The President of the General Assembly today looked back on what he termed "one of the most eventful and extraordinary sessions in the history of the United Nations" as the 189-member body moved to wrap up the main part of its annual meeting.
Han Seung-soo of the Republic of Korea said the tenor of the session was set on 11 September "when tragedy struck just a few miles away" from the UN complex. The session began the next day with the adoption of a strong resolution condemning the terrorist attacks. The following month, New York City Mayor Rudolph Guiliani addressed the Assembly, followed by "an unprecedented number of speakers [who] stressed the need to urgently address the issue of international terrorism," the President recalled.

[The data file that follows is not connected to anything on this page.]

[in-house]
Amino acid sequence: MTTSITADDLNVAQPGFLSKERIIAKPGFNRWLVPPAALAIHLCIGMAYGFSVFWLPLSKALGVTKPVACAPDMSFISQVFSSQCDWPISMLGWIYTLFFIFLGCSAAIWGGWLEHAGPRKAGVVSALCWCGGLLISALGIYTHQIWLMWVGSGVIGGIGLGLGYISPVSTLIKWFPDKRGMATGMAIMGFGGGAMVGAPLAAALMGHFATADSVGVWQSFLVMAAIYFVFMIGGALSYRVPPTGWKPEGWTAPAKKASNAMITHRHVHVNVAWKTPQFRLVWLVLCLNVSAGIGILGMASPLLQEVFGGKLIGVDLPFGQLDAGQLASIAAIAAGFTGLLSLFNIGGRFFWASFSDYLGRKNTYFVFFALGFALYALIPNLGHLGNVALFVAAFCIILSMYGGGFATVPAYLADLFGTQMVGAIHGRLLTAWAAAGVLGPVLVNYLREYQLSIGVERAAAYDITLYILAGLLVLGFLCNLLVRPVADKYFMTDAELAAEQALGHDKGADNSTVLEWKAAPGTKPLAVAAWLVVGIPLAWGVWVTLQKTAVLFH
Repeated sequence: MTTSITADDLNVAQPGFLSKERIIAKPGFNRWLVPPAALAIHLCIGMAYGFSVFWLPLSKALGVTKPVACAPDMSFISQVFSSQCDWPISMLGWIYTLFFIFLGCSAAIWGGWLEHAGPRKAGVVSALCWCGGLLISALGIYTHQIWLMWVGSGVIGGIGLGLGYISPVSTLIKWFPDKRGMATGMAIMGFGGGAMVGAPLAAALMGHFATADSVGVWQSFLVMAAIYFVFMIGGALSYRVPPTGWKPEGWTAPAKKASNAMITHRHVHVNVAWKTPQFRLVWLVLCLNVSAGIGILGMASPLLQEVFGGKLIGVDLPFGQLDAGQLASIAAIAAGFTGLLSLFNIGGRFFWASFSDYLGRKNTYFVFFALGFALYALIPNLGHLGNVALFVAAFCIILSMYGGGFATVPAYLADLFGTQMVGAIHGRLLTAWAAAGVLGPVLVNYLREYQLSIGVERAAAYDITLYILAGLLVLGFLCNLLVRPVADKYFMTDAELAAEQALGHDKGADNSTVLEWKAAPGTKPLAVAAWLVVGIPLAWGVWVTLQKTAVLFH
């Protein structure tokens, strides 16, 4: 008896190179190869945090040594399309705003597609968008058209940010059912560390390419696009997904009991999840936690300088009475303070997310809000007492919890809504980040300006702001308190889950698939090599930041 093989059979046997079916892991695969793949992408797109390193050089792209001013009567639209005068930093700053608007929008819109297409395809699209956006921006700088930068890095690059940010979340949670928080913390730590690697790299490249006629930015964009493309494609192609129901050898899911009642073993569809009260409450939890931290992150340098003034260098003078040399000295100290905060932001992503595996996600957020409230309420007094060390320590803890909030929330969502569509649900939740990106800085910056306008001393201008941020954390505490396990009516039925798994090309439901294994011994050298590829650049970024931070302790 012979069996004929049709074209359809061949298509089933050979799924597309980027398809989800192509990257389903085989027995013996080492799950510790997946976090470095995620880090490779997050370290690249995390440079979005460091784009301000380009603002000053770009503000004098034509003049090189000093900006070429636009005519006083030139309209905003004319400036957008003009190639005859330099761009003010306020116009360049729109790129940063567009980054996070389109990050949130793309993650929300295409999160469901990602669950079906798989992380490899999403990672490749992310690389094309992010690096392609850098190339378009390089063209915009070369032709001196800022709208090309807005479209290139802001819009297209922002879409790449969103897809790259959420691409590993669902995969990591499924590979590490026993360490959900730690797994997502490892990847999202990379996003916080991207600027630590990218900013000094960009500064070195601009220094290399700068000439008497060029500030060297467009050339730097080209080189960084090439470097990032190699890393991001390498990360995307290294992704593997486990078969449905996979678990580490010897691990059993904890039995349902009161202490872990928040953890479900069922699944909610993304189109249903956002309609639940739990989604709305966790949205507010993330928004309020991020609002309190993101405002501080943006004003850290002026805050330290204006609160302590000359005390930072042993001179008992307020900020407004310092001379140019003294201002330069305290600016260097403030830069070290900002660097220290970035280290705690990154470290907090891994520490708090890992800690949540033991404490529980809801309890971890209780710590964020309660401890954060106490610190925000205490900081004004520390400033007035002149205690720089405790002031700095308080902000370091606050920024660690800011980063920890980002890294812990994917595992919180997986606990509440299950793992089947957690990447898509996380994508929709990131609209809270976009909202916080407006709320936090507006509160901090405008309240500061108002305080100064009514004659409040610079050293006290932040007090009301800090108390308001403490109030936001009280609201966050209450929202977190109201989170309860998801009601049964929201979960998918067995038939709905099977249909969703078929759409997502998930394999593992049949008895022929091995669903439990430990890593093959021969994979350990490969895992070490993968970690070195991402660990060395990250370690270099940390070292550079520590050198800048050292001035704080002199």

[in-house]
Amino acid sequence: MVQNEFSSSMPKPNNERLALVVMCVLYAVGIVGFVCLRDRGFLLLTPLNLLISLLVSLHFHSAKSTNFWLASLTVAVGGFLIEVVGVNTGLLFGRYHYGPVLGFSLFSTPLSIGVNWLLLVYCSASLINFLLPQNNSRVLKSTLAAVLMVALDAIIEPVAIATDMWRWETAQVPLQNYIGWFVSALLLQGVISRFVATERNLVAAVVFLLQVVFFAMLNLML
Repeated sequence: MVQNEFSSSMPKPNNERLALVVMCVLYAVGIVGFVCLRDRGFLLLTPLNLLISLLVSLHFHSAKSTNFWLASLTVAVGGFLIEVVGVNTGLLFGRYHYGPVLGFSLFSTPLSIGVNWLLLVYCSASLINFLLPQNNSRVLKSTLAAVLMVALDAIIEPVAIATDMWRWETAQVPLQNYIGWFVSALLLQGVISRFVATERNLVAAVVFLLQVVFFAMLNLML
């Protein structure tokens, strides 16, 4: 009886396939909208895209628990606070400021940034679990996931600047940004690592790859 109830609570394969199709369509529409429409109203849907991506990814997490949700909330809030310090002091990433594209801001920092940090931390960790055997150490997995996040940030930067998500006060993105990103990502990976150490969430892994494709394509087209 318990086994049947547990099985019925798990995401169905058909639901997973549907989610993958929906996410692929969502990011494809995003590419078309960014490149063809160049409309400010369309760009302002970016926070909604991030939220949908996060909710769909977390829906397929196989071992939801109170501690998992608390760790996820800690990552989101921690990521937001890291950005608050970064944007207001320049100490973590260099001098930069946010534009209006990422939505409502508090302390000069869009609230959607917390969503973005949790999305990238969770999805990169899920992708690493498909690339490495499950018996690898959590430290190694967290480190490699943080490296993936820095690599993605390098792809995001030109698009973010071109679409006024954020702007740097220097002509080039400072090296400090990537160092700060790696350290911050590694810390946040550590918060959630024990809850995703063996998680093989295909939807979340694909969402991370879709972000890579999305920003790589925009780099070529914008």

The Assembly's Legal (Sixth) Committee came "very close" to agreeing on a draft comprehensive convention on international terrorism, according to Mr. Han. "Work on achieving this goal will continue in late January," he said.
Other highlights of the session included the two-day discussion of the "Dialogue among Civilizations," the President said. "This marked a major milestone in promoting interfaith and inter-cultural understanding, and I hope it will serve as a precedent for similar initiatives in the future."
Though the session had begun on a sombre note, "our spirits were considerably lifted when we learned of the joint award of the 2001 Nobel Peace Prize to the United Nations and its Secretary-General, Mr. Kofi Annan," he observed. "We will never forget the tragedy and the triumph of the past 100 days."